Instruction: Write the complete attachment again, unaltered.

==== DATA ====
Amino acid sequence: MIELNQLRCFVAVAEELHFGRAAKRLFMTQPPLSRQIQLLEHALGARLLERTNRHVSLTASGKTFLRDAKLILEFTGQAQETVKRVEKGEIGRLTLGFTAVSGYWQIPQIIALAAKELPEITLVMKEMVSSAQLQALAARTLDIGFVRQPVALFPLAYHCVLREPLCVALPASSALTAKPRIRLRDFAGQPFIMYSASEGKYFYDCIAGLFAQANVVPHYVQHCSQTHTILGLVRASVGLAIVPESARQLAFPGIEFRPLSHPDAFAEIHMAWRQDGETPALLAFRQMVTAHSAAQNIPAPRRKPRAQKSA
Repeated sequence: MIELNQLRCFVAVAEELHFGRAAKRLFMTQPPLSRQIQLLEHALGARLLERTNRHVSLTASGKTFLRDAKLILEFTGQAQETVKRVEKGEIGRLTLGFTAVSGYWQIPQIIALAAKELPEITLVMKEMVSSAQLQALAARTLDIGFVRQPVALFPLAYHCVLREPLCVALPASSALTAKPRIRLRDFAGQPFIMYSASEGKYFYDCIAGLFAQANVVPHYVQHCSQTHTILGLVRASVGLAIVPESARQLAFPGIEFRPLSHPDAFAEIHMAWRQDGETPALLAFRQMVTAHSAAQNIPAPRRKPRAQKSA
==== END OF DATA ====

Amino acid sequence: MIELNQLRCFVAVAEELHFGRAAKRLFMTQPPLSRQIQLLEHALGARLLERTNRHVSLTASGKTFLRDAKLILEFTGQAQETVKRVEKGEIGRLTLGFTAVSGYWQIPQIIALAAKELPEITLVMKEMVSSAQLQALAARTLDIGFVRQPVALFPLAYHCVLREPLCVALPASSALTAKPRIRLRDFAGQPFIMYSASEGKYFYDCIAGLFAQANVVPHYVQHCSQTHTILGLVRASVGLAIVPESARQLAFPGIEFRPLSHPDAFAEIHMAWRQDGETPALLAFRQMVTAHSAAQNIPAPRRKPRAQKSA
Repeated sequence: MIELNQLRCFVAVAEELHFGRAAKRLFMTQPPLSRQIQLLEHALGARLLERTNRHVSLTASGKTFLRDAKLILEFTGQAQETVKRVEKGEIGRLTLGFTAVSGYWQIPQIIALAAKELPEITLVMKEMVSSAQLQALAARTLDIGFVRQPVALFPLAYHCVLREPLCVALPASSALTAKPRIRLRDFAGQPFIMYSASEGKYFYDCIAGLFAQANVVPHYVQHCSQTHTILGLVRASVGLAIVPESARQLAFPGIEFRPLSHPDAFAEIHMAWRQDGETPALLAFRQMVTAHSAAQNIPAPRRKPRAQKSA